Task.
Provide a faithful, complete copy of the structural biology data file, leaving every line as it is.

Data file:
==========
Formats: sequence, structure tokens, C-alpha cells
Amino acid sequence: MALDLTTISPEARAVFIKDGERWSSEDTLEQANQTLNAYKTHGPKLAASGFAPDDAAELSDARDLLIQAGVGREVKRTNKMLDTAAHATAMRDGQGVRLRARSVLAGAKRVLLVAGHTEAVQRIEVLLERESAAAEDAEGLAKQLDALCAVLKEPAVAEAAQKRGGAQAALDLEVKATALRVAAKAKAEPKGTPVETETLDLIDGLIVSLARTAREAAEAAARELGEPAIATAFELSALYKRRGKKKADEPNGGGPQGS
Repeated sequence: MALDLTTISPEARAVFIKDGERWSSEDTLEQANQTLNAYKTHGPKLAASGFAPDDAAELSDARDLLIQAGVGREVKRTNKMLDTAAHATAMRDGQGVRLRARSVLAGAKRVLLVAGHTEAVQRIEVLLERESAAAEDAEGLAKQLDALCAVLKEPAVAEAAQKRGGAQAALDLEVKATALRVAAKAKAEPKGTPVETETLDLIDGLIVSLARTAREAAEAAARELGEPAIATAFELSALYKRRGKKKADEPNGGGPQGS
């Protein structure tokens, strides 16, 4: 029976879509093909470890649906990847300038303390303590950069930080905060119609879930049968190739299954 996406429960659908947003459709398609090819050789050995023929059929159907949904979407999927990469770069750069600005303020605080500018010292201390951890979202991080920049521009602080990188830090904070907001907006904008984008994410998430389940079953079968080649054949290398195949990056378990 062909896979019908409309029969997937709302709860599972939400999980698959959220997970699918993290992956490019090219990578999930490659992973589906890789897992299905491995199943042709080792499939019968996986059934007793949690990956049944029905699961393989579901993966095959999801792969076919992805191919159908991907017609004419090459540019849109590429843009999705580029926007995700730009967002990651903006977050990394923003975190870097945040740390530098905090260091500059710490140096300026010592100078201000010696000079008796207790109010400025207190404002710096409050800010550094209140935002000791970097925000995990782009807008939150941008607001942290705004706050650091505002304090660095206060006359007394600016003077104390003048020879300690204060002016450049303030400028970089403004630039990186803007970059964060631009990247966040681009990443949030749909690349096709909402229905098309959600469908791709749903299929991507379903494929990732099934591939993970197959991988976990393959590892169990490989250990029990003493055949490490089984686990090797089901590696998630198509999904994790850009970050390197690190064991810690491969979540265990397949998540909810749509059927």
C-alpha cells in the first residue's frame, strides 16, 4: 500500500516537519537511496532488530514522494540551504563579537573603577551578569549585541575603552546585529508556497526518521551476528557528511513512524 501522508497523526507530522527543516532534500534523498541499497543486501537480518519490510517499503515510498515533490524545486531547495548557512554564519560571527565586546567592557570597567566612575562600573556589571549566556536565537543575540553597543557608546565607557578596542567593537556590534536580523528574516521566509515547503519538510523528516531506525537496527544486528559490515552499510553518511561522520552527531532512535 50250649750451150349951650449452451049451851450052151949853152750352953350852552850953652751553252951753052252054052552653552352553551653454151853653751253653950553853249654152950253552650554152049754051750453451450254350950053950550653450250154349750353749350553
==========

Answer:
Formats: sequence, structure tokens, C-alpha cells
Amino acid sequence: MALDLTTISPEARAVFIKDGERWSSEDTLEQANQTLNAYKTHGPKLAASGFAPDDAAELSDARDLLIQAGVGREVKRTNKMLDTAAHATAMRDGQGVRLRARSVLAGAKRVLLVAGHTEAVQRIEVLLERESAAAEDAEGLAKQLDALCAVLKEPAVAEAAQKRGGAQAALDLEVKATALRVAAKAKAEPKGTPVETETLDLIDGLIVSLARTAREAAEAAARELGEPAIATAFELSALYKRRGKKKADEPNGGGPQGS
Repeated sequence: MALDLTTISPEARAVFIKDGERWSSEDTLEQANQTLNAYKTHGPKLAASGFAPDDAAELSDARDLLIQAGVGREVKRTNKMLDTAAHATAMRDGQGVRLRARSVLAGAKRVLLVAGHTEAVQRIEVLLERESAAAEDAEGLAKQLDALCAVLKEPAVAEAAQKRGGAQAALDLEVKATALRVAAKAKAEPKGTPVETETLDLIDGLIVSLARTAREAAEAAARELGEPAIATAFELSALYKRRGKKKADEPNGGGPQGS
């Protein structure tokens, strides 16, 4: 029976879509093909470890649906990847300038303390303590950069930080905060119609879930049968190739299954 996406429960659908947003459709398609090819050789050995023929059929159907949904979407999927990469770069750069600005303020605080500018010292201390951890979202991080920049521009602080990188830090904070907001907006904008984008994410998430389940079953079968080649054949290398195949990056378990 062909896979019908409309029969997937709302709860599972939400999980698959959220997970699918993290992956490019090219990578999930490659992973589906890789897992299905491995199943042709080792499939019968996986059934007793949690990956049944029905699961393989579901993966095959999801792969076919992805191919159908991907017609004419090459540019849109590429843009999705580029926007995700730009967002990651903006977050990394923003975190870097945040740390530098905090260091500059710490140096300026010592100078201000010696000079008796207790109010400025207190404002710096409050800010550094209140935002000791970097925000995990782009807008939150941008607001942290705004706050650091505002304090660095206060006359007394600016003077104390003048020879300690204060002016450049303030400028970089403004630039990186803007970059964060631009990247966040681009990443949030749909690349096709909402229905098309959600469908791709749903299929991507379903494929990732099934591939993970197959991988976990393959590892169990490989250990029990003493055949490490089984686990090797089901590696998630198509999904994790850009970050390197690190064991810690491969979540265990397949998540909810749509059927």
C-alpha cells in the first residue's frame, strides 16, 4: 500500500516537519537511496532488530514522494540551504563579537573603577551578569549585541575603552546585529508556497526518521551476528557528511513512524 501522508497523526507530522527543516532534500534523498541499497543486501537480518519490510517499503515510498515533490524545486531547495548557512554564519560571527565586546567592557570597567566612575562600573556589571549566556536565537543575540553597543557608546565607557578596542567593537556590534536580523528574516521566509515547503519538510523528516531506525537496527544486528559490515552499510553518511561522520552527531532512535 50250649750451150349951650449452451049451851450052151949853152750352953350852552850953652751553252951753052252054052552653552352553551653454151853653751253653950553853249654152950253552650554152049754051750453451450254350950053950550653450250154349750353749350553